Hurdles – A buyer may fall in love with your home and be ready to sign on the dotted line, but a massive barrier could stand in their way. As an example, what if your home isn’t going to be ready to move in to on the date that they are requesting? In these instances, be prepared to negotiate. Suggest local temporary housing and storage options to them, which can make an otherwise impossible move highly achievable. Especially useful if your buyers are moving a great distance.

Neighbourhood – Local facilities are often very important to buyers. If your neighbourhood is quite similar to another in your town, buyers might draw a comparison between the two. Why not do the research for them? Look for amenities that buyers will be looking for such as good schools, playgrounds, restaurants and sports grounds. List the locality of these local benefits on your property listing. Why not put together a few brochures about these places too, and leave them in your home for people to look at?

Thinking like a buyer can really help you to be ready for anything when you’re selling your home. Having the right mindset and being flexible and open with your approach, can make your goal of moving more achievable.

Happy moving!

Sam

Flower vase Putting your home on the market

You’ve decided to move home; how exciting! Selling quickly and efficiently will save you time and in the long run, help you sell your house for more.

Getting your ducks in a row before you try to sell is an important part of the selling process. That’s why, having helped thousands of homeowners to sell and move on since 2004, I’ve compiled the top five things you need to do before you put your home on the market:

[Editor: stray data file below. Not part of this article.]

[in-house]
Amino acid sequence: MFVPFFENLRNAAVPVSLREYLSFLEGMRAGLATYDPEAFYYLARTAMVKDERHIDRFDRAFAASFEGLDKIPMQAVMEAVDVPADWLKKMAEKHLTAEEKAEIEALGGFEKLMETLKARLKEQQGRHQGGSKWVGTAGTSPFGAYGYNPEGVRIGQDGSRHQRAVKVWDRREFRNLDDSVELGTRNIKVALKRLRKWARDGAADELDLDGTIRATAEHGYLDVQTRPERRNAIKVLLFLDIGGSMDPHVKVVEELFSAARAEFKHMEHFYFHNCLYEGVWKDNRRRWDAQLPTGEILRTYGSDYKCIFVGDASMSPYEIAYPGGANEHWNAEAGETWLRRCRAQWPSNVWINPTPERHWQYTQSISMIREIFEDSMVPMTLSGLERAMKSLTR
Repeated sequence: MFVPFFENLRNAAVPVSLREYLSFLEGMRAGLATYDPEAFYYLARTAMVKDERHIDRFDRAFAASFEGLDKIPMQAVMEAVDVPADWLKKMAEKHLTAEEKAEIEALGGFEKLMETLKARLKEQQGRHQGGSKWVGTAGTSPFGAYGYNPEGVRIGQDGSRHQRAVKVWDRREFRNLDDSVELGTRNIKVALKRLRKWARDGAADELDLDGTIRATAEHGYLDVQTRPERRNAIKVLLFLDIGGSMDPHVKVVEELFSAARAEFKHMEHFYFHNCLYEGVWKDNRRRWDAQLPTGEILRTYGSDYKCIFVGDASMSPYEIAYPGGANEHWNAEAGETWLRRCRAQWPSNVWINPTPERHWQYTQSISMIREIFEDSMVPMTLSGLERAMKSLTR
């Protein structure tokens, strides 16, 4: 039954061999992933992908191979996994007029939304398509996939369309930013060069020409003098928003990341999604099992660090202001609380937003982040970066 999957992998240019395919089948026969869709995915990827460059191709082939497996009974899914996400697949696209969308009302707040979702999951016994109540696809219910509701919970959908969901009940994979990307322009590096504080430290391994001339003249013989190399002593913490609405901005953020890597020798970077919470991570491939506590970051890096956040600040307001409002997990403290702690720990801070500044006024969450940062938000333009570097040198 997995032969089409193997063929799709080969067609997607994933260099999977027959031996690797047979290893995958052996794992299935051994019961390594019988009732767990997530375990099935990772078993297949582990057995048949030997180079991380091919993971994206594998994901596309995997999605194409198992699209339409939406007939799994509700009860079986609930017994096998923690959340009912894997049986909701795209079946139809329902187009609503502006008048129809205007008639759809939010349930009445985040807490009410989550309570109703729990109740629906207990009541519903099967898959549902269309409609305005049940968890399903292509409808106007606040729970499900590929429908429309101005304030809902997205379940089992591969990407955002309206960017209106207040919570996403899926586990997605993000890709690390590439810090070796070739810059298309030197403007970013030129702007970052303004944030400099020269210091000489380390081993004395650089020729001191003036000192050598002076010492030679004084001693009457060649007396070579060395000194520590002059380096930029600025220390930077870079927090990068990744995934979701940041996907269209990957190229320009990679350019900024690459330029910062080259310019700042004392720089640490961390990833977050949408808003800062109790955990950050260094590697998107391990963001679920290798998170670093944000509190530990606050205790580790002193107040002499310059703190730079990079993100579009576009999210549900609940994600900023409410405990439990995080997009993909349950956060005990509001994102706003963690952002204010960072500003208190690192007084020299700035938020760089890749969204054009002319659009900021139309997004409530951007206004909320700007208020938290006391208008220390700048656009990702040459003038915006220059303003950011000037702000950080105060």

1. Get into the right frame of mind for selling – decide when you’d like to move by, and start making plans. If you have too much furniture for your new home, plan how you will reduce it. If you have lots of clutter, it’s time to tackle it. Sort out your garage and your attic, ready for your move. You’ll feel more mentally prepared for what’s ahead by taking small steps now.

2. Tempt your viewers across the doorstep – stand at the kerb and make sure your buyers will see your house in its best possible light. Is your gate straight and clean? Your paintwork and windows looking good? Your garden neat and tidy? We know that on average, ten potential buyers will drive past your home for every one who books a viewing, so stack the odds in your favour, and give your buyers a reason to view.

3. Get your home ready for photography and viewings – neutral colours and plain bedding photograph much better than colourful patterns, and will make your home seem more contemporary to a buyer. If you’re not sure what needs changing, take some photos of each room with your phone, and study them with a critical eye. What stands out, and what distracts the eye? Keeping spaces clear and uncluttered will help a buyer imagine themselves living there, and avoid being turned down just because your colour scheme isn’t to someone else’s liking.

4. Do your homework – now it’s time to determine the potential selling price of your home, before you ask an estate agent to give you their opinion. That way, you will know if they are just trying to win your business with an over-inflated valuation, or even undervalue your home and perhaps cost you money. Of course, your research may not be infallible, but it will give you a good basis in fact from which to discuss a pricing strategy with your chosen estate agent.